The mission of the American Guild of Organists is to enrich lives through organ and choral music. To achieve this, we
August Dean's Message
Before I became a full-time musician, I trained as a biologist, specifically concentrating on animal evolution. I was particularly interested in the development of mutualistic symbiosis, a relationship in which two different species coexist in a way that benefits both. Think clownfish and anemones, or the bacteria that evolved to become the mitochondria – the power plants – of our own cells. In the truest form of mutualism, one cannot live without the other. Such is our relationship as sacred music professionals with our churches and temples, or at least it should be… in an ideal world. How many of us have faced conflicts and stress in our dealings with ministers or priests, church councils, and congregations? Have any of us been spared the collateral damage of ‘worship wars’ within a congregation?
It’s hard to avoid the bad news about organized religion in our midst. Mainline denominations are aging and shrinking, the ranks of the ‘nones’ – people with no religious affiliation whatsoever are swelling. Add to that the cultural anemia brought on by school budget cuts and the unrelenting corporatization of the arts. We, the advocates of the dynamic, living tradition of church music, are too often portrayed as dinosaurs, part of the problem rather than an integral part of the future of our faith. Now, more than ever, we must reaffirm our roles as musical evangelists within our churches, temples, and institutions of learning not just as performers but as people, building personal connections with our increasingly diverse, multicultural, and multigenerational community.
We are, for the most part, rather accomplished at preaching to the choir. How can we better connect to those in our midst who are no longer able to speak the language in which we craft our poetry? How do we address the withering of congregational singing in so many of our congregations? How can we, as musicians, be at the forefront of renewing energy and interest in our worship traditions? We are comfortable with building our repertoires and our performance techniques. How can we better hone the skills necessary to be the best ministers of music we can be, working together with our parishes and cathedrals to advance the greater Mission of our faith(s) and our Guild alike?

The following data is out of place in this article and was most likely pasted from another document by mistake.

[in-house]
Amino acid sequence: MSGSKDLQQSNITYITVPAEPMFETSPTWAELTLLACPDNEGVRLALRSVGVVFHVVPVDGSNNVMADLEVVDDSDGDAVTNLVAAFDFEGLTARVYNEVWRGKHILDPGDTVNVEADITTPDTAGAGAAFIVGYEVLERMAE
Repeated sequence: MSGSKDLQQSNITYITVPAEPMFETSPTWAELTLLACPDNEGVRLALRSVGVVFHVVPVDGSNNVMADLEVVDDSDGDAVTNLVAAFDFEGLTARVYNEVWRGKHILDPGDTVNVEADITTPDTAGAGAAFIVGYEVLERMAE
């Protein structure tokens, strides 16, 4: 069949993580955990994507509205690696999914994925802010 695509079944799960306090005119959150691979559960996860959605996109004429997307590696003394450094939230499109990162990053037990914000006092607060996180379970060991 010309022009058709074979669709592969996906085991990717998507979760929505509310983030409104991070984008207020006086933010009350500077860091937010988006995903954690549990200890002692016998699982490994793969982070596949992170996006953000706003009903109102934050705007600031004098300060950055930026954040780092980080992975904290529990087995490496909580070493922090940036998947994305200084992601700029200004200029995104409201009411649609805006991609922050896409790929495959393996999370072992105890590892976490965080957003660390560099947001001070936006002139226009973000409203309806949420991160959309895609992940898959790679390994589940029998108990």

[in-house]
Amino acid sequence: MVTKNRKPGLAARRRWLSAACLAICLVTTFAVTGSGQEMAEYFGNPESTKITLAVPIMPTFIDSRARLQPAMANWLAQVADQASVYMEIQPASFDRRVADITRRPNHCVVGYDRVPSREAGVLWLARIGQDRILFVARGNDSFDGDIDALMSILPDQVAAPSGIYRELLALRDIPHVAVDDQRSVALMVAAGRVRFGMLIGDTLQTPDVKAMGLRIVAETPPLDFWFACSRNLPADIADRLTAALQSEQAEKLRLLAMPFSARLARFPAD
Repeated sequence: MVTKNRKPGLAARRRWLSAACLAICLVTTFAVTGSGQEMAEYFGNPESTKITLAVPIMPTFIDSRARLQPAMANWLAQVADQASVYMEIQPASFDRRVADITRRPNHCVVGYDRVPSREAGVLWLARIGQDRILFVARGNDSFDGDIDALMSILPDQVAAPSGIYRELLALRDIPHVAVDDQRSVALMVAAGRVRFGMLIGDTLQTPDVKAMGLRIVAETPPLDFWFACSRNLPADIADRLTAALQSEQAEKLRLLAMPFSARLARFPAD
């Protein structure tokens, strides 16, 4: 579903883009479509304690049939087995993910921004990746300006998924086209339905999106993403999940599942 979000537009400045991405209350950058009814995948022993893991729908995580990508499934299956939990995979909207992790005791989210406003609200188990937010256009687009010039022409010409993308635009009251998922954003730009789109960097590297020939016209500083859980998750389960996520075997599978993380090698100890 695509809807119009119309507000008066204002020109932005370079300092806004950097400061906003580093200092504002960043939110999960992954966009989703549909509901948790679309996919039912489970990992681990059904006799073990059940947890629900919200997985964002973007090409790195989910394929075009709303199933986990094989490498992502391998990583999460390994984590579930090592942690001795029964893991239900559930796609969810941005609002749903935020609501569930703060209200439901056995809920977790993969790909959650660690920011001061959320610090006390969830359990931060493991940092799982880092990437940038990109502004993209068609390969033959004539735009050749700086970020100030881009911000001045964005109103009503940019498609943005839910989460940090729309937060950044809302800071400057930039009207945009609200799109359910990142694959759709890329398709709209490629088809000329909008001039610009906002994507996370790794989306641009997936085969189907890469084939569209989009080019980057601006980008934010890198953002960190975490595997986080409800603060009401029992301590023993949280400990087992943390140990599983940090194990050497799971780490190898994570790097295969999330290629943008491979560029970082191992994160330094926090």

It is my hope that this programming season will help us face these issues head-on, inspiring more open dialogue about how we can shape the future of our profession, not just face it. To that end, we will begin with a Clergy-Musician Potluck Dinner and Evensong on Monday, September 14 from 6:30 – 8:30 pm at St. Stephen’s Episcopal Church, 4805 NE 45th St. Seattle. All you have to do is invite your clergy colleagues – your partners in ministry – to join us, and bring a dish to pass. As we share our meal, the Rev. Jeffrey Gill, rector of Trinity Episcopal Church in Seattle, will lead a discussion about our ministry and our future in the changing landscape of the church. After dinner, we will move to the sanctuary where we will sing and pray as one worshipping community.
I’d like to thank everyone who has helped to organize this season, including Norma Aamodt-Nelson, Doug Cleveland, Penny Lorenz, and Sam Libra, and those who I’m inadvertently and invariably forgetting to mention. Please stay tuned for news about our upcoming chapter events, including guest artists, a members’ recital, exciting new instruments, educational opportunities… and a pipe organ in a brew pub.
SDG, Henry Lebedinsky